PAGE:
YOLO COUNTY NEWS
Dust Bowl survivor Cal Crabill, a longtime Davis resident, recalls his boyhood in Colorado in the 1930s, where his father was a cattle rancher. His family eventually gave up and moved west. Crabill is featured in filmmaker Ken Burns' newest documentary, "The Dust Bowl," which examines the worst ecological disaster in American history. The documentary airs Sunday and Monday, Nov. 18-19, on PBS. Rahoul Ghose, PBS/Courtesy photo

Local News

The dust storm in 1935 that never eased

By From page A1 | November 13, 2012

Watch it

Who: Cal Crabill of Davis, featured in Ken Burns’ documentary, “The Dust Bowl”

When: 8 p.m. Sunday and Monday, Nov. 18-19 (repeating at 10 p.m. both nights)

Where: KVIE, Channel 6

Cal Crabill remembers a frightening afternoon from his youth, watching in terror as a massive black cloud stretched toward the country schoolhouse in Holly, Colo., where he and other students had huddled in safety.

“The teacher eventually said to go home, because we were all scared,” recalls Crabill, now 88 and a retired Davis teacher. “I didn’t go home, though. I spent my time rounding up the stock. … As I was doing that, the cloud continued to get closer, and blacker.

“Before the storm hit, it was deathly still. Then, when it hits, bang,” he exclaims. “It was as loud as anything you could imagine. Louder than any thunderstorm. Louder than the crashing sea. It was deafening.”

Crabill also remembers the other severe dust storms of 1935 that devastated millions of acres of farmland in the Midwest, an area that came to be known as the Dust Bowl.

“Within six months, things got so bad that we had lost everything we had,” Crabill says of his family’s ranch.

Instead of storing away the harrowing memory of a terrified 10-year-old boy, Crabill decided to contribute it to a PBS documentary on the Dust Bowl produced by Emmy Award-winning director Ken Burns.

Reading “The Worst Hard Times,” Timothy Egan’s chronicle of the calamity, inspired Crabill to take part in Burns’ production. He said it was directly after reading that book, nearly four years ago, that he responded to PBS’ requests for participation by Dust Bowl survivors.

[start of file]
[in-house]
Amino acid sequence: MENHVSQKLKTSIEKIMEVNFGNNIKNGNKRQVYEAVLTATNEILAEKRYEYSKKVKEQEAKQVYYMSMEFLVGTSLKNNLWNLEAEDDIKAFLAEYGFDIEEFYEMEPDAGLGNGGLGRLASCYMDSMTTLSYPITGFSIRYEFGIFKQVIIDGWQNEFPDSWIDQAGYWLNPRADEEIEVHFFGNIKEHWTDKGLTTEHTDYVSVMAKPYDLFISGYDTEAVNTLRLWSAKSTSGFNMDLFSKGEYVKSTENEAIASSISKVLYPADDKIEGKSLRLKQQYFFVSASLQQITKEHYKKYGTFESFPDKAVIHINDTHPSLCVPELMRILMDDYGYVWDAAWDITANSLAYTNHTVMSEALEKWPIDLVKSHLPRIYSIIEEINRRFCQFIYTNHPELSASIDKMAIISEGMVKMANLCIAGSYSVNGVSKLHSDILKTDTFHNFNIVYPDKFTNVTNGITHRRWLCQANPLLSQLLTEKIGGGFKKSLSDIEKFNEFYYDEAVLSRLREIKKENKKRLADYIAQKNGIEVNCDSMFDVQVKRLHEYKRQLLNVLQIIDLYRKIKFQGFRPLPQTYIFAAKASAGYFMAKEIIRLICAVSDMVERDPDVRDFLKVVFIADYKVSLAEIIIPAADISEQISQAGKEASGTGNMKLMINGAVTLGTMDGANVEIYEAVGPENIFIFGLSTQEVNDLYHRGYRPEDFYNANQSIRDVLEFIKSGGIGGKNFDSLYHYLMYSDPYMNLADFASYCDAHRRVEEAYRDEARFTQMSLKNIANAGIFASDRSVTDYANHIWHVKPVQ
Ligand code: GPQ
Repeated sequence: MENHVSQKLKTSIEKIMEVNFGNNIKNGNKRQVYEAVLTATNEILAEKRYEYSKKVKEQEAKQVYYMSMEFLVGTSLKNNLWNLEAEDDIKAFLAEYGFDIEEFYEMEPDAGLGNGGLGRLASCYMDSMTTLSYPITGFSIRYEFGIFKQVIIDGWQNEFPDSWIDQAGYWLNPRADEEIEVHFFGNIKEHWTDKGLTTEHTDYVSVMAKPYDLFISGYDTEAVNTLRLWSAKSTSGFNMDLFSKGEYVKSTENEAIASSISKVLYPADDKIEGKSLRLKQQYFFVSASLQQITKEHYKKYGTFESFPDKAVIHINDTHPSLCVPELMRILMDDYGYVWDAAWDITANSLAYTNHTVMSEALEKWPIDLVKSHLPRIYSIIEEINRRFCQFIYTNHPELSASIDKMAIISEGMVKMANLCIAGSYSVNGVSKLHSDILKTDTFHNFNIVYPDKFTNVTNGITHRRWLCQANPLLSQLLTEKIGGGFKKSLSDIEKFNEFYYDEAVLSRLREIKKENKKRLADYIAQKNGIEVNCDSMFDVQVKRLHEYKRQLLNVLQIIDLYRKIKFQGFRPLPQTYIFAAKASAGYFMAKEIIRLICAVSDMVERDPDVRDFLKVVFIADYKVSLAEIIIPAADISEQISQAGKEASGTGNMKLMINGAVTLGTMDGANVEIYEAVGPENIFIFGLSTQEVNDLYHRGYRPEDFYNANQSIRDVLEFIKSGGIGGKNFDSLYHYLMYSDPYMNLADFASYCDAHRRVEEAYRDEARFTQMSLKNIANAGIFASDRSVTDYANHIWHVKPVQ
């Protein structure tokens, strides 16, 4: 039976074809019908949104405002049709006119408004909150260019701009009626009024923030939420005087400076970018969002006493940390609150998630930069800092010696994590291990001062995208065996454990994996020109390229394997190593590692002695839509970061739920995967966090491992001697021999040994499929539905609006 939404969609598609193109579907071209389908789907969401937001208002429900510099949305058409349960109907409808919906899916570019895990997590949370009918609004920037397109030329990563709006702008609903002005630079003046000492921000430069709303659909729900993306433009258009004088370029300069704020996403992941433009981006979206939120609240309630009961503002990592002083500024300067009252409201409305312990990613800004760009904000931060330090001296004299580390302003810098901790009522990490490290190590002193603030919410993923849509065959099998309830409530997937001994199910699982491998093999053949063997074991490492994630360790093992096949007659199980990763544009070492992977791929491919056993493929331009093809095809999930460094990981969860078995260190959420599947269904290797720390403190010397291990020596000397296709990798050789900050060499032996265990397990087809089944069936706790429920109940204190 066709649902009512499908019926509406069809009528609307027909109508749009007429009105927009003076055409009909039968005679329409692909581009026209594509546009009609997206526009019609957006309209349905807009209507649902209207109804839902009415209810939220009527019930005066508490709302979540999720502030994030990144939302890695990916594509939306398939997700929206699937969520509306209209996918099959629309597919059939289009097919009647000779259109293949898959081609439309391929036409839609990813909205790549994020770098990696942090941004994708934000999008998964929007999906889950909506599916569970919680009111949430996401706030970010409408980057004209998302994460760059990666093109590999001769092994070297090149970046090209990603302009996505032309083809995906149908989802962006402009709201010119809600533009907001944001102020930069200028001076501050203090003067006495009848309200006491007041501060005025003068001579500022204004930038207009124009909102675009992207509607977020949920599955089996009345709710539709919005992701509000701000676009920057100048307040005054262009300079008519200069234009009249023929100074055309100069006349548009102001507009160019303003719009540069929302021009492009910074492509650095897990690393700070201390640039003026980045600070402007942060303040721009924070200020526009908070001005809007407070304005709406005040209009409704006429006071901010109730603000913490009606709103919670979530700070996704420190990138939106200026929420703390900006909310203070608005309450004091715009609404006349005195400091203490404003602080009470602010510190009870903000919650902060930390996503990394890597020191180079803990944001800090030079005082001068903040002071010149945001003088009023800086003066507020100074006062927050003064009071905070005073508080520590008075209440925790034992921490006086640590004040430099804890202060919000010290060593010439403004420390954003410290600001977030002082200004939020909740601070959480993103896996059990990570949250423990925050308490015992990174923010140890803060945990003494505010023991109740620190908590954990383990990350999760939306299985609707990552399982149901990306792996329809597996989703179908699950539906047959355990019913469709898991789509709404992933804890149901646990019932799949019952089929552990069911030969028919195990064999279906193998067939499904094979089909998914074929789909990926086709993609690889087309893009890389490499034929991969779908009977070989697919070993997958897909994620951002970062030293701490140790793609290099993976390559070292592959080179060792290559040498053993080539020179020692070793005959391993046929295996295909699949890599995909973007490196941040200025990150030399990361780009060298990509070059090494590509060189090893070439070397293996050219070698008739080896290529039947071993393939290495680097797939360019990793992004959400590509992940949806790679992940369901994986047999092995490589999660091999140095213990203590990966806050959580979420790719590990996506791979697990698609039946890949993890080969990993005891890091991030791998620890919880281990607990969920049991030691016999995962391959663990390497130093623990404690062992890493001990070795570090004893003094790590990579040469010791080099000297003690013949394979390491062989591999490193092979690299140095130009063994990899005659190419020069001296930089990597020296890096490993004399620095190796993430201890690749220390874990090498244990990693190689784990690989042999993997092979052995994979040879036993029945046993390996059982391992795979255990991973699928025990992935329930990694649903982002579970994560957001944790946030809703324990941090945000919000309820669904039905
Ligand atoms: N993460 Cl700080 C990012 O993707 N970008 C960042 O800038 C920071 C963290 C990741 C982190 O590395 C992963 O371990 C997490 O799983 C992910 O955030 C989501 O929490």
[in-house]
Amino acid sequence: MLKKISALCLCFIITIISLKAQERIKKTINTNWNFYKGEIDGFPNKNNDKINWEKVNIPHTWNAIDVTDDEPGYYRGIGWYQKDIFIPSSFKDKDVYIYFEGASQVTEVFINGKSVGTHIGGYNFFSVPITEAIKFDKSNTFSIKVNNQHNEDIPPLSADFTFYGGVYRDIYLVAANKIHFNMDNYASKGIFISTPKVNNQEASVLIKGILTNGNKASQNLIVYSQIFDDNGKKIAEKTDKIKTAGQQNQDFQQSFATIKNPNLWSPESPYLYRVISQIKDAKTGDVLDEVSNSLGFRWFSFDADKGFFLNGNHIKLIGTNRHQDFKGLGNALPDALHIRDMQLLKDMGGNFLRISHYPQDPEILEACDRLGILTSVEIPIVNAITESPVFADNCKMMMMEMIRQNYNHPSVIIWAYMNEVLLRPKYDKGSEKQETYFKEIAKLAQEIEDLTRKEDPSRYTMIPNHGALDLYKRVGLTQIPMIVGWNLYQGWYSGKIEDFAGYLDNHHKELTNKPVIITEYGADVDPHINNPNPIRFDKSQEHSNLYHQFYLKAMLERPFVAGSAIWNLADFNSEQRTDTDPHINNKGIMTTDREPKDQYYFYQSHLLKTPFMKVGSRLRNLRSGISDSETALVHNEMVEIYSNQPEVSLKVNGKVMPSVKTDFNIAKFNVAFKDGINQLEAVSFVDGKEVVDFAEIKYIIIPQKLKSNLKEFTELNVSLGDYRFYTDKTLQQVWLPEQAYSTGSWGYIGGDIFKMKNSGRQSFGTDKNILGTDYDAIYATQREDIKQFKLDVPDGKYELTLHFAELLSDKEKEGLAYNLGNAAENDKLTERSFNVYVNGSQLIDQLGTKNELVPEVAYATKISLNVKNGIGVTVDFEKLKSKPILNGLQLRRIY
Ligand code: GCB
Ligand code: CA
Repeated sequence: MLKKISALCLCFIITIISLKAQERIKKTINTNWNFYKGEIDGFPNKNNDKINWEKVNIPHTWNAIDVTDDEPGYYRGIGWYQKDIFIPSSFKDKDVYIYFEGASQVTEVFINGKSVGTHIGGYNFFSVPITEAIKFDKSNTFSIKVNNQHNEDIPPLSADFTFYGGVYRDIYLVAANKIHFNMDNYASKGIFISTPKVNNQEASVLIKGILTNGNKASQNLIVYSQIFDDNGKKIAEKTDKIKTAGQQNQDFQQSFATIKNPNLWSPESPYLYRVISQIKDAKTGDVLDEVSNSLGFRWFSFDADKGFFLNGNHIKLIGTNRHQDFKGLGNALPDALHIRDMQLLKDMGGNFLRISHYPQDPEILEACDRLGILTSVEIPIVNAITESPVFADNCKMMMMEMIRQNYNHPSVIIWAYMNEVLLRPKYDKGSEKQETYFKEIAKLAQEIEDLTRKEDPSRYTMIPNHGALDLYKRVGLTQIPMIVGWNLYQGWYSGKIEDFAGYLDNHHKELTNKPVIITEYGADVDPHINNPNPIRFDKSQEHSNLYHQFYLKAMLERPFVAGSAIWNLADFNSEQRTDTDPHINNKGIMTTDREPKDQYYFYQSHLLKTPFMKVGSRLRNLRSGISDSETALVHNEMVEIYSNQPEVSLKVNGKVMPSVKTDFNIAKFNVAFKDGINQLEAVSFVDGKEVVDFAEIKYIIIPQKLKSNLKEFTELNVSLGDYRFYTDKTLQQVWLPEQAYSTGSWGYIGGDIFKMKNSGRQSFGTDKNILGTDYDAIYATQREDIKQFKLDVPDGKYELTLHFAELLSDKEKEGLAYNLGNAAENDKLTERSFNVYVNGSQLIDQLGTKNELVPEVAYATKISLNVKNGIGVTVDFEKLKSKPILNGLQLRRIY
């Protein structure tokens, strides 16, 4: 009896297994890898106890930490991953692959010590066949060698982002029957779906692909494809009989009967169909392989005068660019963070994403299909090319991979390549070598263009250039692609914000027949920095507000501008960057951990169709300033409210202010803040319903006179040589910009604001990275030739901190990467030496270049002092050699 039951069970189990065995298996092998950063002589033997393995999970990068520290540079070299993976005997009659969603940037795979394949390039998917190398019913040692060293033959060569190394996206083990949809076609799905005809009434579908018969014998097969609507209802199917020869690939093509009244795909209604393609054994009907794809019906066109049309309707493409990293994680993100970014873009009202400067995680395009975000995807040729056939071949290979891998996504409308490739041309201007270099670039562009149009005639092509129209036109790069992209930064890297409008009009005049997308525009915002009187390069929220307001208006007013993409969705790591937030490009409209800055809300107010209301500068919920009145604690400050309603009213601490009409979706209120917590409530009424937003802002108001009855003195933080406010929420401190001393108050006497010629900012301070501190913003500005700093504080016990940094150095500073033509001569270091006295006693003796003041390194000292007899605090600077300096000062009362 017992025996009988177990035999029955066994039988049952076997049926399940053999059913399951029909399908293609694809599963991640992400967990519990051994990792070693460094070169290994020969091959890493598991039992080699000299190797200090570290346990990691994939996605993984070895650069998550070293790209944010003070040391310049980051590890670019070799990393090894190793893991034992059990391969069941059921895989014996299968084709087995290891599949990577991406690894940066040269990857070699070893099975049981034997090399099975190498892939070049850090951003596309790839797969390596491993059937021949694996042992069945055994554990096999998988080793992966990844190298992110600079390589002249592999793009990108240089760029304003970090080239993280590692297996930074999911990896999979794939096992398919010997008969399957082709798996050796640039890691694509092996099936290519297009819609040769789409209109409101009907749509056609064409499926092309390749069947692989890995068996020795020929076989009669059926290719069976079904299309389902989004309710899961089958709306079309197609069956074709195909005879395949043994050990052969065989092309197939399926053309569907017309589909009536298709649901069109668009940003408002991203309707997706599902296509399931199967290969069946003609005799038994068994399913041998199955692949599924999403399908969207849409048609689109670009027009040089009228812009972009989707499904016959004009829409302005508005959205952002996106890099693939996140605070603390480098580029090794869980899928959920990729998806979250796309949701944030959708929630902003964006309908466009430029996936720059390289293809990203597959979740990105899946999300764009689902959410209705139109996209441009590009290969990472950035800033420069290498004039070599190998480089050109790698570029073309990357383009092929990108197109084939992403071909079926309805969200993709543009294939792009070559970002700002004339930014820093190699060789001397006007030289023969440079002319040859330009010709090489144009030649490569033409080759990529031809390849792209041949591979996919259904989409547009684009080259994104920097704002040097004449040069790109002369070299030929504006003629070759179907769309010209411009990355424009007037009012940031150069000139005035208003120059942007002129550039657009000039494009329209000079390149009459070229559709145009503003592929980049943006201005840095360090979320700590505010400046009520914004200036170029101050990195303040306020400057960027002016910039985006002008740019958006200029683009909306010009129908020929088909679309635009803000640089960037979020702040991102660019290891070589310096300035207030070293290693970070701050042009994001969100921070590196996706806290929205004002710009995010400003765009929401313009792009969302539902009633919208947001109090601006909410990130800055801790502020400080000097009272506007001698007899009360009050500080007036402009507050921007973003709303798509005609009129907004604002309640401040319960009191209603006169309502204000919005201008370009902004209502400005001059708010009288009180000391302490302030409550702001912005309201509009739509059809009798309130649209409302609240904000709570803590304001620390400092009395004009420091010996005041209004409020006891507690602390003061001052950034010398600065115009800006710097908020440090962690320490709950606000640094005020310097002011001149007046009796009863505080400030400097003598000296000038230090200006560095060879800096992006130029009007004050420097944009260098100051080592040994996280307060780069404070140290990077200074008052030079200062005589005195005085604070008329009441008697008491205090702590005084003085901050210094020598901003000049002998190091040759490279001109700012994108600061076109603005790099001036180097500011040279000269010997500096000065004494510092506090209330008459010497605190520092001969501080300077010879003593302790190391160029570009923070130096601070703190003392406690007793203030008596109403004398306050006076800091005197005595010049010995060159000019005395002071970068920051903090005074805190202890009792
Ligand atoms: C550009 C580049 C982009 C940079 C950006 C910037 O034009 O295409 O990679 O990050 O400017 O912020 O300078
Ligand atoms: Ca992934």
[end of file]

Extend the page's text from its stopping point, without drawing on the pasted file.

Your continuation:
“If I hadn’t read it when the notice came out from Channel 6, I would’ve said, ‘So what?’ ” Crabill explains. “When I read it, I thought differently. He’s such an artistic writer that he can make the past come alive. As you read it, it’s just like you’re reading a novel.”

Crabill, along with many other Dust Bowl survivors, sent their personal experiences to Burns’ staff via the Internet. The staff then conducted hundreds of interviews to narrow the candidates down to 25 for the film.

“One of the principal people in Burns’ group interviewed me,” Crabill says. “Then they started to work on the footage, and they let me know I’d be in it at some places. I’m probably in the film three or four times.”

Among Burns’ other documentary films are “The Civil War” (1990), “Baseball” (1994), “Jazz” (2001), “The War” (2007), “The National Parks: America’s Best Idea” (2009) and “Prohibition” (2011).

Dayton Duncan, a partner of Burns, also will publish a book to accompany “The Dust Bowl” film. It will be composed of snippets from interviews that were not used in the documentary.

The two-hour documentary is set to air at 8 p.m. Sunday and Monday, Nov. 18-19, on PBS (KVIE Channel 6), and will be repeated those nights at 10 p.m.

Crabill is a retired Davis High School math teacher and trained math teachers at UC Davis. He has lived in the area on four different occasions since 1960.

Being part of Burns’ project has allowed the longtime resident and the other contributors to the documentary to travel. They were featured at a publicity event in Los Angeles in July, and took a trip to Washington, D.C., several weeks ago.

Crabill had the opportunity to meet with Burns, Egan and Duncan as he made the appearances.

But the allure of touring wasn’t his primary reason for getting involved in the film, Crabill says. He did it to honor a struggling cattle farmer who lost everything when disaster struck.

“Basically, the reason I’ve done this is for my father,” Crabill says. “He went through some hard times.”

— Reach Brett Johnson at [email protected] or 530-747-8052.

Brett Johnson

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